Wide-eyed at the endless scope of riding that we could see from the chair yet apprehensive about the new bikes we were on, we rolled into the first trail. No warm-up, no casual get-the-feel-of-it run just straight into a testosterone fuelled pinned run. The combination of the flowing track and the handling of the new bikes had us all hollering and high-fiving at the mid station.

It was amazing to actually go ride these bikes with the guys from Scott who were behind the development, and in such a relaxed environment. No bullshit or hype just guys out riding bikes and loving life. They quizzed us on the bike’s performance and answered all our probing questions as to why this? and why that?. After a mind-blowing 20min descent into Park City we sat around having lunch and a cold beer, and the conversation never left the the topic of riding and Plus technology. What I didn’t realise at the time was that, that time spent with just the small intimate crew of guys was the most valuable to me of the whole week. As getting that personal riding time and feedback from the brains behind the bikes was better than any powerpoint presentation or tech session out there.

Rene and Lionel in their element - stoked on riding bikes

Rene and Lionel in their element – stoked on riding bikes

The rest of the week was a blast, a mix of presentations, socialising and a lot of time on the trails – testing!

The other key bikes that I took the time to ride and look over were the Genius 720 plus and the standard Genius 720. Little old New Zealand is not going to get the top of the line Tuned Plus bike as a standard offering (only by special order) as the price tag puts it way up there in the spectrum of bikes. So Kiwi’s will be looking at the slightly lower speced Genius 720 Plus as our pick of the range.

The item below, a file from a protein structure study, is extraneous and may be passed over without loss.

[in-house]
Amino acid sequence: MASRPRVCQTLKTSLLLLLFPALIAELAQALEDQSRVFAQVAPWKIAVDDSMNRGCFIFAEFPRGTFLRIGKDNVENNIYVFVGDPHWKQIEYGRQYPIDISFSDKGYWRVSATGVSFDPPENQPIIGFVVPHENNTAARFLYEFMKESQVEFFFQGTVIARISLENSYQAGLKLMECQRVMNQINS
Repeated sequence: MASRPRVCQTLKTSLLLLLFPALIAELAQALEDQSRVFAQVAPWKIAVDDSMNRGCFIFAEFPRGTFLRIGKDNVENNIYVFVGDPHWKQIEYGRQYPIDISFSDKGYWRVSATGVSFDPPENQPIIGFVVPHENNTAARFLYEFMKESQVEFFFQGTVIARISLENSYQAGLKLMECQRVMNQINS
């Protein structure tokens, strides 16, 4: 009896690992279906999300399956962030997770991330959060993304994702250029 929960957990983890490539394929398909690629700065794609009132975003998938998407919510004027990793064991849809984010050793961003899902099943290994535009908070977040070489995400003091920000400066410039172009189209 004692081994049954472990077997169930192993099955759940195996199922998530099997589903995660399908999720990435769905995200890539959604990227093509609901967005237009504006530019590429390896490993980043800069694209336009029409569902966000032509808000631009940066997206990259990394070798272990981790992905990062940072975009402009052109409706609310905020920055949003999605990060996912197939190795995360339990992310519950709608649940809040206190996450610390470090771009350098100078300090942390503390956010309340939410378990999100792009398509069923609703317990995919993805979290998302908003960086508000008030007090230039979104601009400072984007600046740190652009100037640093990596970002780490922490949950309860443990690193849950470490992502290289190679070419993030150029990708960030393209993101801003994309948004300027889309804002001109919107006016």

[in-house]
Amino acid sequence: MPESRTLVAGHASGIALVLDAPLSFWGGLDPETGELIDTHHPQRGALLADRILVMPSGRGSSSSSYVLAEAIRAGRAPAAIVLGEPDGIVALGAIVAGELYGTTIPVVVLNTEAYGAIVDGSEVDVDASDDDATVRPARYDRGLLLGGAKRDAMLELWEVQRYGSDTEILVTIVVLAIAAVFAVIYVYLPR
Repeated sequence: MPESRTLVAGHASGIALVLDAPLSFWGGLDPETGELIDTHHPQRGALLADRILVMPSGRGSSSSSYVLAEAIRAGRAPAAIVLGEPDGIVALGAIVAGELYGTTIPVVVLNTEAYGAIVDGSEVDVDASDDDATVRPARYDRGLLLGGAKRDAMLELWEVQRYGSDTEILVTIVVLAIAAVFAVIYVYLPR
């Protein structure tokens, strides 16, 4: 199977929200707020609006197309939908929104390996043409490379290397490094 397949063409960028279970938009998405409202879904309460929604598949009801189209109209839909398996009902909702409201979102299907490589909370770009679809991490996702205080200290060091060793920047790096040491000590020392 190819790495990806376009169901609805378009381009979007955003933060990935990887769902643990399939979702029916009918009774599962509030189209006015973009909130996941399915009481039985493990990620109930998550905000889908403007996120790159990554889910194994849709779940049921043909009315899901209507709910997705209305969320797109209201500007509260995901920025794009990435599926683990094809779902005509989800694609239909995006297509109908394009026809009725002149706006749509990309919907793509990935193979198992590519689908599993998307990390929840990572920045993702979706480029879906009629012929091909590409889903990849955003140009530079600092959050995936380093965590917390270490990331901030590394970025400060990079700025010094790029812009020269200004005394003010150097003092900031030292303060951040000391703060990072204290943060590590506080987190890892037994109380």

So what were my first impression of Plus bikes? Well much to the dismay of many of your who are not wanting to purchase a new bike – I loved them. 

Scott have built their range around their existing 29’er carbon front end. Why 29’er? Well imagine a 27.5  rim with a oversize 2.8″ tyre on it, the overall circumference is not far off a 29 rim with a skinny tyre, so the 29’er is the perfect chassis for them. What this means is that the rolling speed and momentum conservation of the plus bike is very impressive despite it’s wide, low pressure tyres. Another added bonus here is the ability to change wheelsets; yes if you get yourself a 29’er wheelset with boost hubs you can drop them straight in and have two bikes in one!